Professor Ian Small

The University of Western Australia
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Ian Small's PhD at Edinburgh University (awarded in 1988) was followed by a long career with France's National Agronomy Research Institute (INRA) first as a postdoc and later as a tenured research scientist. He held the Vice-Director position at the Plant Genetics & Breeding Station in Versailles and the Plant Genomics Unit in Evry. In 2005 he was awarded a WA State Premier's Research Fellowship and moved to Perth to become the ARC Centre of Excellence in Plant Energy Biology Director early in 2006. Ian is Chairman of the Fachbeirat (Scientific Advisory Board) for the Max-Planck-Institut for Molecular Plant Physiology in Golm, Germany, and in 2006-2007, he was Chairman of the Multinational Arabidopsis Steering Committee (MASC, a US National Science Foundation-funded committee that coordinates world-wide Arabidopsis research by making recommendations to scientists and funding agencies). Ian's PhD work on plant mitochondrial genomes (EMBO Journal, 1988; Cell, 1989) changed the way we view their evolution, revealing unsuspected dynamic changes that are only now being understood. Building on these discoveries, his post-doctoral work on mitochondrial genes involved in cytoplasmic male sterility (Molecular and General Genetics, 1992) contributed significantly to the development, patenting and commercialisation of INRA's technology for male-sterile brassicas used in the breeding of elite hybrid lines. Much of the canola grown globally is now produced using this technology. Ian's research has focused on the cellular machinery involved in translating messenger RNAs into proteins (The Plant Cell, 1996; Proceedings of the National Academy of Sciences USA, 2005), and on the transport of RNA and proteins into organelles (EMBO Journal, 1992). However, his research interests evolved rapidly to take advantage of the functional genomics technology emerging from the sequencing of the Arabidopsis nuclear genome. He coordinated the large European Union Framework 5 project, AGRIKOLA, that has provided unparalleled tools to the scientific community for analysing gene function in Arabidopsis (Genome Research, 2004) by the exciting new technology of RNA interference. He is perhaps best-known for the discovery and characterisation of the pentatricopeptide repeat (PPR) family of proteins, a huge family of 450 proteins involved in controlling gene expression in mitochondria and chloroplasts (Trends in Biochemical Sciences, 2000; The Plant Cell, 2004, 2007, 2008).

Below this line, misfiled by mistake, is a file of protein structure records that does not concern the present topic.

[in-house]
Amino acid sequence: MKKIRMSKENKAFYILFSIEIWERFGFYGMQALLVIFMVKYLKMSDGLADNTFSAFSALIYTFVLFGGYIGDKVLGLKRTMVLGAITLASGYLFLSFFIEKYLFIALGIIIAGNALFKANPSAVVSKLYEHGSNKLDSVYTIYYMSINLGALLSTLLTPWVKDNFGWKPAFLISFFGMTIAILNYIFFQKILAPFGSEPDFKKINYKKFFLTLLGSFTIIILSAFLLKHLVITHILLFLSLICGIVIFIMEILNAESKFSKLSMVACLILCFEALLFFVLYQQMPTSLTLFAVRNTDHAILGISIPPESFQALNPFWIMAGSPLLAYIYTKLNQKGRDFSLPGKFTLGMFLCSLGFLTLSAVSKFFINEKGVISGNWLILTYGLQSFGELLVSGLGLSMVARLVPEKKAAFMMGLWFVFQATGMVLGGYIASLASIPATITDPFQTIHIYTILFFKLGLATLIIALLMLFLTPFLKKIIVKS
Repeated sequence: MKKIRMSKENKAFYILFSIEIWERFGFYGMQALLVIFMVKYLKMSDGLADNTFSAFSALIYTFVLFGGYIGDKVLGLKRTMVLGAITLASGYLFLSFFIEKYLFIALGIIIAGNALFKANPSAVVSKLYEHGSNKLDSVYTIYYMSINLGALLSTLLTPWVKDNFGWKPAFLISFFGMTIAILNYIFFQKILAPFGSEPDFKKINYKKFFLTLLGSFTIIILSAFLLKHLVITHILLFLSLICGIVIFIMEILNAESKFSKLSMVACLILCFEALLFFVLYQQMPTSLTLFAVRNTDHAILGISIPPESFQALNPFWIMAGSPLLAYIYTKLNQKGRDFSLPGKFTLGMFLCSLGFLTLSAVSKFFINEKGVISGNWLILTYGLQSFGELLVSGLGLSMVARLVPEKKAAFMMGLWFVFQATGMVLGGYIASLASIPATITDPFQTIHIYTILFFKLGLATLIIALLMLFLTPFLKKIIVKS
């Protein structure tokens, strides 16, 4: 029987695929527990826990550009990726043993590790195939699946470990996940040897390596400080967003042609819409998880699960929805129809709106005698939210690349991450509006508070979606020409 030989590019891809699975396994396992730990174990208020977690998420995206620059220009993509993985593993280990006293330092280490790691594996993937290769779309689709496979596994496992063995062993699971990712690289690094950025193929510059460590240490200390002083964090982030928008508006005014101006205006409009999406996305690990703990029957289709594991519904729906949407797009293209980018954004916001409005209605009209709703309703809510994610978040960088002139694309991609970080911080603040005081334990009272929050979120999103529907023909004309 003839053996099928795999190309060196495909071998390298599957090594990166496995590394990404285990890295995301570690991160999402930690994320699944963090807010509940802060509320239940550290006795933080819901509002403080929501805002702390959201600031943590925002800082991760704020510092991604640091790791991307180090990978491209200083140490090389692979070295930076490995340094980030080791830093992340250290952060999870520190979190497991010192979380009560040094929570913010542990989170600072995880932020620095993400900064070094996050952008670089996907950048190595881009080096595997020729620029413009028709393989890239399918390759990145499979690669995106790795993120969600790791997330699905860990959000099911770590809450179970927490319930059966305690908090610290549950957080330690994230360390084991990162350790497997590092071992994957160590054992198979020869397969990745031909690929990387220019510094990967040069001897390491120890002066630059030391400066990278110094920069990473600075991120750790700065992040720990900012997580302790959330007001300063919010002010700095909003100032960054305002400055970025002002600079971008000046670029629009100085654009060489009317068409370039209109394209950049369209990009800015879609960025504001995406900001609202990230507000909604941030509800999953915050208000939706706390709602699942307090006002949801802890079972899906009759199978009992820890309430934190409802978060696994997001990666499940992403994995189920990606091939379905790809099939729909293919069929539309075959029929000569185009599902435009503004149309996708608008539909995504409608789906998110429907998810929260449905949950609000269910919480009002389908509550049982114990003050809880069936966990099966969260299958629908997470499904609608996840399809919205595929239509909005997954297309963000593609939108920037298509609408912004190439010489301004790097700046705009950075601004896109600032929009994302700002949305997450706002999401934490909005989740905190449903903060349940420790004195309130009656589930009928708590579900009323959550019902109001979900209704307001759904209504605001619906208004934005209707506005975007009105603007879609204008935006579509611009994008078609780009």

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Contact Information

Street Address:
Plant Energy Biology, ARC Centre of Excellence The University of Western Australia (M316) 35 Stirling Highway CRAWLEY WA 6009 Australia
Ph: (+61 8 ) 6488 4499